# Circles appear than disappear in python/pygame.

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Hey, I have decided to give this another shot. I am trying to make small circles that when you go over and touch they disappear, but the circles I make appear and then disappear right away and then more appear and disappear. My questions are how do I prevent this and how do I make it so only 10 or so spawn.

code:

you="C:\\Users\\user\\Desktop\\Python Programs\\Snake\\textures\\you.bmp"

import pygame, sys, random
from pygame.locals import *

pygame.init()

screen=pygame.display.set_mode((1600,1120),0,32)

#Variables for shapes

BLUE=(0,64,128)
WHITE=(255,255,255)
pos1=(0,0)
pos2=(0,1130)
pos3=(1600,0)
pos4=(1600,1130)
randpos1=random.randint(0, 1120)
randpos2=random.randint(0, 1600)

#Variables for shapes

x,y=770,560
movex, movey=0,0

#Controls

while True:

for event in pygame.event.get():
if event.type == QUIT:
pygame.quit()
sys.exit()
if event.type==KEYDOWN:
if event.key==K_LEFT:
movex=-4
elif event.key==K_RIGHT:
movex=+4
elif event.key==K_UP:
movey=-4
elif event.key==K_DOWN:
movey=+4
if event.type==KEYUP:
if event.key==K_LEFT:
movex=0
elif event.key==K_RIGHT:
movex=0
elif event.key==K_UP:
movey=0
elif event.key==K_DOWN:
movey=0
#Controls

screen.lock()
pygame.draw.circle(screen, WHITE, (random.randint(0, 1600), random.randint(0, 1600)), radius)
screen.unlock()

x+=movex
y+=movey

#Collision
if y < 0:
y = 0
elif y > 1080:
y = 1080
if x < 0:
x = 0
elif x > 1550:
x = 1550
#Collision
#Dots

screen.blit(mouse_c,(x,y))
pygame.display.update()
screen.fill(pygame.Color(0, 0, 0, 255))



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This line draws a circle at a random position every frame. If you don't want the position to be random every frame, you need to either hard-code a value to use, or generate a random position once, and store that in a variable.

Basically, you want to use either a hard-coded or a randomly generated & stored variable every time.

As for drawing more than 1 circle at a time, you'll probably want some kind of for loop. I don't know the syntax for it, but it should be easily findable via google.

pygame.draw.circle(screen, WHITE, (random.randint(0, 1600), random.randint(0, 1600)), radius)

Speaking of finding things via google... learning to program in any language requires a lot of practice and effort. This will involve you being stuck.

While you can always ask for advice, always try to understand exactly what you want to achieve, and what the code you currently has does.

Google/searching can sometimes be a lot faster than waiting for a reply, and might give you more back.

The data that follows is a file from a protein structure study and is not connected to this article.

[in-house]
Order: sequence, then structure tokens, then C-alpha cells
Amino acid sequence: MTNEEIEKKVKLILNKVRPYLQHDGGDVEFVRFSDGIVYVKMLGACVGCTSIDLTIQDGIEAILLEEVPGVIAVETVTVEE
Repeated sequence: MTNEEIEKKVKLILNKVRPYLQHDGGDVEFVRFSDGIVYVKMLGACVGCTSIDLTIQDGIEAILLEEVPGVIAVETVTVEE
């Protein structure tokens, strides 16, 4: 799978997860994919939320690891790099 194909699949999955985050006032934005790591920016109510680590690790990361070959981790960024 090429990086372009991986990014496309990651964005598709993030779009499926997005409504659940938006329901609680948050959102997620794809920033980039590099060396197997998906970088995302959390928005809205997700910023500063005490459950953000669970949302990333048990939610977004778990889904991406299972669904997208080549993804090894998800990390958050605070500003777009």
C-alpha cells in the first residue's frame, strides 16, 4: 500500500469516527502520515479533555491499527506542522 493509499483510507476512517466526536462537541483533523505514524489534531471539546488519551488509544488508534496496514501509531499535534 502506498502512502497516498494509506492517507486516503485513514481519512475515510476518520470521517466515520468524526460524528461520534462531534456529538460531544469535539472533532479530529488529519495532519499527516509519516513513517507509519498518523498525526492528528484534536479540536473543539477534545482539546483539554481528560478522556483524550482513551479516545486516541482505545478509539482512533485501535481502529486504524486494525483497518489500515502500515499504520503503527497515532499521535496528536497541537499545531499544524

The last part was mainly a bit of rambling advice while I drink tea.

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This line draws a circle at a random position every frame. If you don't want the position to be random every frame, you need to either hard-code a value to use, or generate a random position once, and store that in a variable.

Basically, you want to use either a hard-coded or a randomly generated & stored variable every time.

As for drawing more than 1 circle at a time, you'll probably want some kind of for loop. I don't know the syntax for it, but it should be easily findable via google.

pygame.draw.circle(screen, WHITE, (random.randint(0, 1600), random.randint(0, 1600)), radius)

Speaking of finding things via google... learning to program in any language requires a lot of practice and effort. This will involve you being stuck.

While you can always ask for advice, always try to understand exactly what you want to achieve, and what the code you currently has does.

Google/searching can sometimes be a lot faster than waiting for a reply, and might give you more back.

The last part was mainly a bit of rambling advice while I drink tea.

Thank you very much!

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I don't know pygame, but I think this last line clears the screen to black.

screen.fill(pygame.Color(0, 0, 0, 255))

To me, it looks like your code draws a random circle, then clears to black. You might want to clear to black as step 1, and then draw your non-random circle as CoreLactose suggested.

- Eck

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I don't know pygame, but I think this last line clears the screen to black.

screen.fill(pygame.Color(0, 0, 0, 255))

To me, it looks like your code draws a random circle, then clears to black. You might want to clear to black as step 1, and then draw your non-random circle as CoreLactose suggested.

- Eck

It does seem to make more sense to start with a clean screen every frame than to clear your screen after you draw.

You could create a list of coordinates for each circle, with 10 pairs of values stored in the list. This way, you have your 10 limit and can redraw your circles. When you click on one circle, remove those coordinates from the list.

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I don't know pygame, but I think this last line clears the screen to black.

screen.fill(pygame.Color(0, 0, 0, 255))

To me, it looks like your code draws a random circle, then clears to black. You might want to clear to black as step 1, and then draw your non-random circle as CoreLactose suggested.

- Eck

Thanks I've got it now. Please excuse that messy code.